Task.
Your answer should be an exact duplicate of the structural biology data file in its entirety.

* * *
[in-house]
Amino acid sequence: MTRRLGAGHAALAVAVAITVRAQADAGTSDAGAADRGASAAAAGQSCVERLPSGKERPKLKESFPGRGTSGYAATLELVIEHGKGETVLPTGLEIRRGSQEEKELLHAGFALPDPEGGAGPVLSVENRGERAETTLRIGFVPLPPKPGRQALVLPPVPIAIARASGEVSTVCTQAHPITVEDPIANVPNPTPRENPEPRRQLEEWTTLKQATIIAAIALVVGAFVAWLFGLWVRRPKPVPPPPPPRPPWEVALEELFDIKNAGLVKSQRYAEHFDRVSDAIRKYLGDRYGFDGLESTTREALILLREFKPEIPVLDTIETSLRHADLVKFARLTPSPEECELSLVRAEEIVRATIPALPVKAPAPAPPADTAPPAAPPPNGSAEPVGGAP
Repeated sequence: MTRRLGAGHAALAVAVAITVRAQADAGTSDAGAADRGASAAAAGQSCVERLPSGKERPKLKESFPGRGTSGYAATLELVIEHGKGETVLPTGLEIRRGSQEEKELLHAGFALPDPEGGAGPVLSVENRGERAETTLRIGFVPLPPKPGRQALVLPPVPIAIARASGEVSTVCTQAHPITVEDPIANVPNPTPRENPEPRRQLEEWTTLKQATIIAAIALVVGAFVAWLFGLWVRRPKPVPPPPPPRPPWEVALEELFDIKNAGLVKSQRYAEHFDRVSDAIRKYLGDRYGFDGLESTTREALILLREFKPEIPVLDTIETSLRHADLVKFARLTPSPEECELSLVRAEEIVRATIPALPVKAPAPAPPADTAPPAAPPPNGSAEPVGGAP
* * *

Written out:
[in-house]
Amino acid sequence: MTRRLGAGHAALAVAVAITVRAQADAGTSDAGAADRGASAAAAGQSCVERLPSGKERPKLKESFPGRGTSGYAATLELVIEHGKGETVLPTGLEIRRGSQEEKELLHAGFALPDPEGGAGPVLSVENRGERAETTLRIGFVPLPPKPGRQALVLPPVPIAIARASGEVSTVCTQAHPITVEDPIANVPNPTPRENPEPRRQLEEWTTLKQATIIAAIALVVGAFVAWLFGLWVRRPKPVPPPPPPRPPWEVALEELFDIKNAGLVKSQRYAEHFDRVSDAIRKYLGDRYGFDGLESTTREALILLREFKPEIPVLDTIETSLRHADLVKFARLTPSPEECELSLVRAEEIVRATIPALPVKAPAPAPPADTAPPAAPPPNGSAEPVGGAP
Repeated sequence: MTRRLGAGHAALAVAVAITVRAQADAGTSDAGAADRGASAAAAGQSCVERLPSGKERPKLKESFPGRGTSGYAATLELVIEHGKGETVLPTGLEIRRGSQEEKELLHAGFALPDPEGGAGPVLSVENRGERAETTLRIGFVPLPPKPGRQALVLPPVPIAIARASGEVSTVCTQAHPITVEDPIANVPNPTPRENPEPRRQLEEWTTLKQATIIAAIALVVGAFVAWLFGLWVRRPKPVPPPPPPRPPWEVALEELFDIKNAGLVKSQRYAEHFDRVSDAIRKYLGDRYGFDGLESTTREALILLREFKPEIPVLDTIETSLRHADLVKFARLTPSPEECELSLVRAEEIVRATIPALPVKAPAPAPPADTAPPAAPPPNGSAEPVGGAP